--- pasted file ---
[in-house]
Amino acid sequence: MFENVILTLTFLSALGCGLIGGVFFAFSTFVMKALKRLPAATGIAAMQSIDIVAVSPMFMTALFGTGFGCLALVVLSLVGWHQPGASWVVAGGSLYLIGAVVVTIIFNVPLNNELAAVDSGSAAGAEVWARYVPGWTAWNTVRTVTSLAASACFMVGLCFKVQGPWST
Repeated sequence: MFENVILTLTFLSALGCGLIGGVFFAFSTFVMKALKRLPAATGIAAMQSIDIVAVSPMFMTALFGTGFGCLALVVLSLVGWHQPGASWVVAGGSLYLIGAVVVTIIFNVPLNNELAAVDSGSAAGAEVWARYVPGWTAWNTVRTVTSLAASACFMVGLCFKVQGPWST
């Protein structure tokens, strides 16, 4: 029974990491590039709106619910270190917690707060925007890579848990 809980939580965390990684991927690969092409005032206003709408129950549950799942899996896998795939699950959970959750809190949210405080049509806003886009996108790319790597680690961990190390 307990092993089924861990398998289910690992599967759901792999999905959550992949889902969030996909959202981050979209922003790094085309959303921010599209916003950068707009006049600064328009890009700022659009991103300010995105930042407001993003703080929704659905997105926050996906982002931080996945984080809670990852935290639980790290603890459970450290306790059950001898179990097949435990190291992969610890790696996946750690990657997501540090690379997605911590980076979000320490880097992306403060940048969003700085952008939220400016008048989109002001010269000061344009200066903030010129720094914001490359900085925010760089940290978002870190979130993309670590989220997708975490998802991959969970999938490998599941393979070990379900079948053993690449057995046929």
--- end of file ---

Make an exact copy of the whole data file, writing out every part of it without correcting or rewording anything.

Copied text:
[in-house]
Amino acid sequence: MFENVILTLTFLSALGCGLIGGVFFAFSTFVMKALKRLPAATGIAAMQSIDIVAVSPMFMTALFGTGFGCLALVVLSLVGWHQPGASWVVAGGSLYLIGAVVVTIIFNVPLNNELAAVDSGSAAGAEVWARYVPGWTAWNTVRTVTSLAASACFMVGLCFKVQGPWST
Repeated sequence: MFENVILTLTFLSALGCGLIGGVFFAFSTFVMKALKRLPAATGIAAMQSIDIVAVSPMFMTALFGTGFGCLALVVLSLVGWHQPGASWVVAGGSLYLIGAVVVTIIFNVPLNNELAAVDSGSAAGAEVWARYVPGWTAWNTVRTVTSLAASACFMVGLCFKVQGPWST
């Protein structure tokens, strides 16, 4: 029974990491590039709106619910270190917690707060925007890579848990 809980939580965390990684991927690969092409005032206003709408129950549950799942899996896998795939699950959970959750809190949210405080049509806003886009996108790319790597680690961990190390 307990092993089924861990398998289910690992599967759901792999999905959550992949889902969030996909959202981050979209922003790094085309959303921010599209916003950068707009006049600064328009890009700022659009991103300010995105930042407001993003703080929704659905997105926050996906982002931080996945984080809670990852935290639980790290603890459970450290306790059950001898179990097949435990190291992969610890790696996946750690990657997501540090690379997605911590980076979000320490880097992306403060940048969003700085952008939220400016008048989109002001010269000061344009200066903030010129720094914001490359900085925010760089940290978002870190979130993309670590989220997708975490998802991959969970999938490998599941393979070990379900079948053993690449057995046929």